Finding an apartment in New York, Chicago, Los Angeles, Boston, or any town that sports skyscrapers and is a well-known hub of metropolitan activity can be a challenge. If you rush into any old deal, it may wipe out your savings faster than you could have imagined.
Don’t let that happen. It’s easy, instead, to learn how to land a decent apartment for a lower price tag and save some of that hard-earned money for the other expenses you’re sure to encounter in a large city.
Here are # tips on apartment hunting in a big city:
1. Research the Area Beforehand
If you don’t prepare, you won’t know your market or what your own bare-minimum requirements are. Google your intended neighborhood and find out all you can about it. Where are the affordable quarters? How close will you be to the job you’ve landed and/or the pastimes that you hanker for?
Also, you’ll surely find forums that are made up of present-day residents and past residents, as well as newbies seeking to get to know their new home, just as you are doing. There’s nothing as valuable as talking to someone who knows your soon-to-be home like the back of his hand. Try to slough off the ultra-negative comments and concentrate on information that is helpful and positive.
2. Prepare to Be One of Many
There is nothing as humbling or as competitive as trying to qualify for a much-desired apartment in a major city. That’s especially the case when you answer a listing for a moderately priced apartment. You’ll find yourself among a hundred other applicants attending what’s known as an “open house call,” where you show up with whatever it is that the landlord is requiring for that particular apartment.
The more of a plum your intended apartment is, the more complicated the selection process is going to be. Heard of jumping through hoops? This will be a series of exhausting hoops, but at least you will have the comfort of knowing that a) one of the hundred hopefuls gathered with you will score the apartment—you have just as much of a chance as anyone else and b) each apartment “no” will bring you closer to your apartment “yes.”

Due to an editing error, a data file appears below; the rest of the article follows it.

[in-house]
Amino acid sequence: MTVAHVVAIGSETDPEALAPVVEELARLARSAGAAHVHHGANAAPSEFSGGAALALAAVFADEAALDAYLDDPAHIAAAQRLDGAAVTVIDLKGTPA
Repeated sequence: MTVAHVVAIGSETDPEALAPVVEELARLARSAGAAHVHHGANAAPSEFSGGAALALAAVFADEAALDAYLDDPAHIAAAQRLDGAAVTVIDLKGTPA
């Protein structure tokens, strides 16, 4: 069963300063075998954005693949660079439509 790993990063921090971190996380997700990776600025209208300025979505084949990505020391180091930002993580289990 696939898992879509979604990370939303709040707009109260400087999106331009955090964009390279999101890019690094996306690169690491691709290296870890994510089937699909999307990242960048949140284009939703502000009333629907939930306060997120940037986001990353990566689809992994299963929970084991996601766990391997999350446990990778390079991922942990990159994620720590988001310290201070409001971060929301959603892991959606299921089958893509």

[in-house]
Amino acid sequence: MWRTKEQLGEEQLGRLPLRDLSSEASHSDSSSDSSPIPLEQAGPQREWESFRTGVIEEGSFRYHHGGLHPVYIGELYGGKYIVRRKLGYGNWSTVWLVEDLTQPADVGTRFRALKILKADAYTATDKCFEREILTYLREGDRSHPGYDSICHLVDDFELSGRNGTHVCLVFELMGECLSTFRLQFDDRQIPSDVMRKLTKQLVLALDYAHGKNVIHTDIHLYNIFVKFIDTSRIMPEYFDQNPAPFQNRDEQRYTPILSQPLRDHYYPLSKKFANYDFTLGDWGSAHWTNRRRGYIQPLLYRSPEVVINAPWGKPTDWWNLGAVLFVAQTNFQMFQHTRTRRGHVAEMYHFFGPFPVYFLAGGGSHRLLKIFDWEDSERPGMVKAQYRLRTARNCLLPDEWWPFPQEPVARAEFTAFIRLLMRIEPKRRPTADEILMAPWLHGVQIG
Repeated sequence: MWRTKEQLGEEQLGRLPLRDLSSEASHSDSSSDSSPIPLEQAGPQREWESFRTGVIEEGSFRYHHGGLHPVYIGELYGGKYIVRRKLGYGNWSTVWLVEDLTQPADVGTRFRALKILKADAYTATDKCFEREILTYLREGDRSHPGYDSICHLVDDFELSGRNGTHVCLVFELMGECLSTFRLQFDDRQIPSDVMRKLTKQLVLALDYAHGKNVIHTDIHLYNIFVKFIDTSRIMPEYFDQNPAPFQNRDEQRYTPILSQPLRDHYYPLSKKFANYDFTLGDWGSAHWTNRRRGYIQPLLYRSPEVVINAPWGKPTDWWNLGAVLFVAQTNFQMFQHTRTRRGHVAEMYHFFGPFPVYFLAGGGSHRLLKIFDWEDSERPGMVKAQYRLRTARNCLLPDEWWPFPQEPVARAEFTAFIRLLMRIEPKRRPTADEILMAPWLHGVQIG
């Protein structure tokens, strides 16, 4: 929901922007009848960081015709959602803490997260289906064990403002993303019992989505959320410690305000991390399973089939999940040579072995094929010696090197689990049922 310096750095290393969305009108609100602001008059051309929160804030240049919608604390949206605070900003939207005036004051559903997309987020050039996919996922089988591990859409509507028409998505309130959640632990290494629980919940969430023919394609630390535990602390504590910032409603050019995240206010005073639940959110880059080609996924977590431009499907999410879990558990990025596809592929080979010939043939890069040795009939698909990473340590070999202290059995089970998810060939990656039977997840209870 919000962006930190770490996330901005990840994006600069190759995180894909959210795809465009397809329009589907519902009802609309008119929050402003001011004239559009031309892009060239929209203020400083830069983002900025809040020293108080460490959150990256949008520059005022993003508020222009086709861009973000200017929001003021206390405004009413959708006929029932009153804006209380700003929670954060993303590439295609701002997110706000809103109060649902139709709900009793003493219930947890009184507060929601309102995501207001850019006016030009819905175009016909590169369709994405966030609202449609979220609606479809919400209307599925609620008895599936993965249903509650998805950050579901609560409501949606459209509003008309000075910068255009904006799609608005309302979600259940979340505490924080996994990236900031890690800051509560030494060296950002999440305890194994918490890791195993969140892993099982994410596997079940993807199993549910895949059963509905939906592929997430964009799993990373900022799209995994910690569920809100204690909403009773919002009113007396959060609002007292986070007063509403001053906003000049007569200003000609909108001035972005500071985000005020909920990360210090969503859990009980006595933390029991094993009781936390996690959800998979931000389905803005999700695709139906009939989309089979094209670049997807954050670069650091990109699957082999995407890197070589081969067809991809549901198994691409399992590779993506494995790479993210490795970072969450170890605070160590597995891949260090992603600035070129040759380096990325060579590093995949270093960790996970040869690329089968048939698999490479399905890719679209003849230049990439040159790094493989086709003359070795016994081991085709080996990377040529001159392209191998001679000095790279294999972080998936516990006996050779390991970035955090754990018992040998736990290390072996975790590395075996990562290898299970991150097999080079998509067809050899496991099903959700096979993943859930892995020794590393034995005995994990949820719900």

Yep! There’s one out there with your name on it.
3. Expect a Credit Check
If your credit is not among the top percentile of good credit risks, explain why beforehand. Don’t wait until the report has been pulled; it’ll make you look that much more responsible… and honest.
4. Know Where the Bulletin Boards Are
Get yourself into college campuses and libraries, as well as local bodegas and supermarkets. Also, the very apartment buildings you would like to live in usually have a spot near the lobby to post news.
During your search, you’ll have far too many numbers to enter them all into your phone. Make it a habit to carry a little notepad and pen. Plus, seen on a piece of paper, it’s easier to keep track of your listings. Also, jotting each lead on a piece of paper will let you add notes on the particular rental, such as what the landlord’s requirements are, and how much the rent will be.
5. Network Where It Counts
Speak up! Spread the word of your apartment search to the guys and gals most liable to be in the financial bracket to rent out property. Would that be your boss? The guys you play Racquetball with? Your friendly neighborhood bank manager? Don’t hesitate to include anyone and everybody you can think of—better to err on the side of over-asking than to chance missing out on the coolest apartment deal of the century in your city.
6. Respond ASAP!
If you do get called by either a landlord or rental agent, you will have to drop what you’re doing to either answer their questions or to run over there and sign on the dotted line. There are many back-up persons waiting in line to occupy the apartment if you fail to show in a timely manner.
Don’t forget your checkbook!